“Labor Day, the first Monday in September, is a creation of the labor movement and is dedicated to the social and economic achievements of American workers. It constitutes a yearly national tribute to the contributions workers have made to the strength, prosperity, and well-being of our country.
“The first governmental recognition came through municipal ordinances passed in 1885 and 1886. From these, a movement developed to secure state legislation. The first state bill was introduced into the New York legislature, but the first to become law was passed by Oregon on February 21, 1887. During 1887, four more states – Colorado, Massachusetts, New Jersey, and New York – created the Labor Day holiday by legislative enactment. By the end of the decade Connecticut, Nebraska, and Pennsylvania had followed suit. By 1894, 23 more states had adopted the holiday, and on June 28, 1894, Congress passed an act making the first Monday in September of each year a legal holiday in the District of Columbia and the territories.”
“Today many Americans see Labor Day as time off from work, an opportunity to enjoy a barbecue with friends and family and a final moment of summertime relaxation before the busy fall season begins.
“But the history behind the Labor Day holiday is far more complex and dramatic than most might realize, starting with a heated campaign by workers in the late 19th century to win support and recognition for their contributions. In July 1894, President Grover Cleveland finally signed into law legislation creating a national Labor Day holiday in early September—even as federal troops in Chicago brutally crushed a strike by railroad and Pullman sleeping car company workers, leaving some 30 people dead.”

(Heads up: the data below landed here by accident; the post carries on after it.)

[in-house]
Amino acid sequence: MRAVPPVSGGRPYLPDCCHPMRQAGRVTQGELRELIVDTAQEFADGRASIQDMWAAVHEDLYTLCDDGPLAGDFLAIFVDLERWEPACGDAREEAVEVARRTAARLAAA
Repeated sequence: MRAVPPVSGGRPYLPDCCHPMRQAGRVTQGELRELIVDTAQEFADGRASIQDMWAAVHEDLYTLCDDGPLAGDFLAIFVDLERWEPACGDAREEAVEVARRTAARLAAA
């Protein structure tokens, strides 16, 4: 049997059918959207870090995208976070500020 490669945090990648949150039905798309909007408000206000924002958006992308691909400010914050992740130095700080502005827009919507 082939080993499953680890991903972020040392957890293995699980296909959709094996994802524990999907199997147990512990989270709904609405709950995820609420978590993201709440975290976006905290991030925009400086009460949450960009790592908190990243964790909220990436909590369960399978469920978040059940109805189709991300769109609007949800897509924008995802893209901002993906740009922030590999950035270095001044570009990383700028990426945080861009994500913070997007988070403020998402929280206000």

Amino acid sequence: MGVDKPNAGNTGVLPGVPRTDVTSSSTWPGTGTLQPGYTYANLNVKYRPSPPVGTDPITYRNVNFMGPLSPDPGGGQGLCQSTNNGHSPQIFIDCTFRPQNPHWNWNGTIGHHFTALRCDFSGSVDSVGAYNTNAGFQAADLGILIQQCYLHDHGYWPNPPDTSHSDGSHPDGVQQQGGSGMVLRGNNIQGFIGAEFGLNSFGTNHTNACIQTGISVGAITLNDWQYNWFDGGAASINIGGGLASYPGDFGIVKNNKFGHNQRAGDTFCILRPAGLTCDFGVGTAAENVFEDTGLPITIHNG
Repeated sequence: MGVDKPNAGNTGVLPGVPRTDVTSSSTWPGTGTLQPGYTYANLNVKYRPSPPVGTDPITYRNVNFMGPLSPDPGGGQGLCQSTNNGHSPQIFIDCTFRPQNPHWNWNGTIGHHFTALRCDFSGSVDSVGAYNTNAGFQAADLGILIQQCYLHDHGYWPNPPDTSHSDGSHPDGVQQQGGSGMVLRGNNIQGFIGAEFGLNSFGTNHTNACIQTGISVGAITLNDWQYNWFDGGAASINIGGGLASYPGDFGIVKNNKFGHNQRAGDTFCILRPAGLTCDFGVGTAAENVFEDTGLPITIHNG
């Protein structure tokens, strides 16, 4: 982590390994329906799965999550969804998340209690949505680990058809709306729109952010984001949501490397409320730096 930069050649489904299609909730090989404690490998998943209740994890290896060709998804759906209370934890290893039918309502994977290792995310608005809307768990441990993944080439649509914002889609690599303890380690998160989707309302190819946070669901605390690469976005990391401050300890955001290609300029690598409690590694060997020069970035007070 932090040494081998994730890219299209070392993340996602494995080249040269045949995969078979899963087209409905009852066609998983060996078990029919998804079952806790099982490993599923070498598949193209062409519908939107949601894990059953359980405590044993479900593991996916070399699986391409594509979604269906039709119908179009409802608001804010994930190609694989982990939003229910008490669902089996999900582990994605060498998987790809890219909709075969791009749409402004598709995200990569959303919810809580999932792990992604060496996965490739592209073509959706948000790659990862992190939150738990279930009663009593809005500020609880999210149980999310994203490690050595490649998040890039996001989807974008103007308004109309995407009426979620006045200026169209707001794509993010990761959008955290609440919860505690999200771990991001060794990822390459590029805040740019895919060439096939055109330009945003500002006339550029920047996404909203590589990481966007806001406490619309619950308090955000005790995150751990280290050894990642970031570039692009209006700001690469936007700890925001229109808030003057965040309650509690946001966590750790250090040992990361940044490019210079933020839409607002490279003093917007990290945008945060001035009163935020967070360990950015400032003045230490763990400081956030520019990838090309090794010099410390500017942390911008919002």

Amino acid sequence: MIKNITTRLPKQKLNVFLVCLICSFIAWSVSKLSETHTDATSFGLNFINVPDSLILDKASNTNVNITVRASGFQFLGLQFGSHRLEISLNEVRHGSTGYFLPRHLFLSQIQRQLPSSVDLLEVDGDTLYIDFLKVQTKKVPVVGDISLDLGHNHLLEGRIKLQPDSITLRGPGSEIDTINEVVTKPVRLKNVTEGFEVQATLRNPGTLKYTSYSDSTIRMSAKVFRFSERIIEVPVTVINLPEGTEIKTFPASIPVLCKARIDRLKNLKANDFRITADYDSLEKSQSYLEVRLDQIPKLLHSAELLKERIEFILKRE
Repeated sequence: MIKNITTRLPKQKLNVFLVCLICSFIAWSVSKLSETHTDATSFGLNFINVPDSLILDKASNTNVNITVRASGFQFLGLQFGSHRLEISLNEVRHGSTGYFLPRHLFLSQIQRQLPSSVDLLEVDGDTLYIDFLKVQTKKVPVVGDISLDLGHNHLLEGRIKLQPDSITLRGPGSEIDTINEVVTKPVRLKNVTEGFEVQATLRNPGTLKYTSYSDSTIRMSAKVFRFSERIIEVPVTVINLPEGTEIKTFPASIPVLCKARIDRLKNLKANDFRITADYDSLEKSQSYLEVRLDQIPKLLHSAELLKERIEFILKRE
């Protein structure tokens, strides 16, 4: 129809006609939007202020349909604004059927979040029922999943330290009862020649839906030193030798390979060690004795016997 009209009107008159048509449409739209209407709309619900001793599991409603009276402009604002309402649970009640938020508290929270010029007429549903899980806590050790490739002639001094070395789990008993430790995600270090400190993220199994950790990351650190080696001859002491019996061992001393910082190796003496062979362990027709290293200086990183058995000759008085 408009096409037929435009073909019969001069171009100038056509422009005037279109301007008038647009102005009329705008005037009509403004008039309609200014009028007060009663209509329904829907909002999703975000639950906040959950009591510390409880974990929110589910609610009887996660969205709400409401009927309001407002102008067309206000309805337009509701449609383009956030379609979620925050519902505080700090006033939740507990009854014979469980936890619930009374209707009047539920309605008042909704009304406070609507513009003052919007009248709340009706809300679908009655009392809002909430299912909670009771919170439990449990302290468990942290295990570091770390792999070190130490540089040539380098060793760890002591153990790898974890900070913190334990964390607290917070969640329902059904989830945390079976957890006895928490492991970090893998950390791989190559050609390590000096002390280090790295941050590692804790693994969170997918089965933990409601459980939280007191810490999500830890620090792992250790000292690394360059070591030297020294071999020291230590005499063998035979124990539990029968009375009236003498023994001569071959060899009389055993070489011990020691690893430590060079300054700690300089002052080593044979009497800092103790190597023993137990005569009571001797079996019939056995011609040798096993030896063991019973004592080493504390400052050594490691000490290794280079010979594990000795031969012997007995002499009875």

“Starting in 1884, the labor movement had called for strikes and protests on May 1 to push for an eight-hour workday. That would-be holiday was called May Day, and it’s now celebrated around the world, though it’s not officially recognized in the United States.
“You might blame the Haymarket affair. On May 4, 1886, a bomb went off at a demonstration in Chicago’s Haymarket Square in support of an eight-hour workday and against police killings of protesters. The authorities opened fire in response, and seven officers and four protesters were killed.
“The episode made headlines around the world, and the police response in Chicago was fierce. “The Anarchists Cowed,” read the headline on a front-page Times article on May 8, with a subtitle, “Forced to Seek Hiding Places — The Disorderly Element Thoroughly Frightened.” Eight anarchists were convicted, and four were hanged. Critics argued the trial was conducted poorly, and seven years later, Gov. John P. Altgeld pardoned the three who were still alive.
“In the years that followed, May Day became an occasion for protesting the arrests of socialists, anarchists and unionists. As it became associated with the radical left — and as Labor Day was recognized by more and more states — the latter came to be the dominant holiday in the United States.
“In recent decades, Labor Day has been dominated more by barbecues, sales and last-chance beach days than strident labor protests. The labor movement has weakened….”
Happy Labor Day, my Americados. Especially for those of us who actually got the day off. For those of you still slogging in the trenches, I salute you, and I hope people aren’t too big of assholes to you while they trawl for cheap prices on Chinese-made garbage.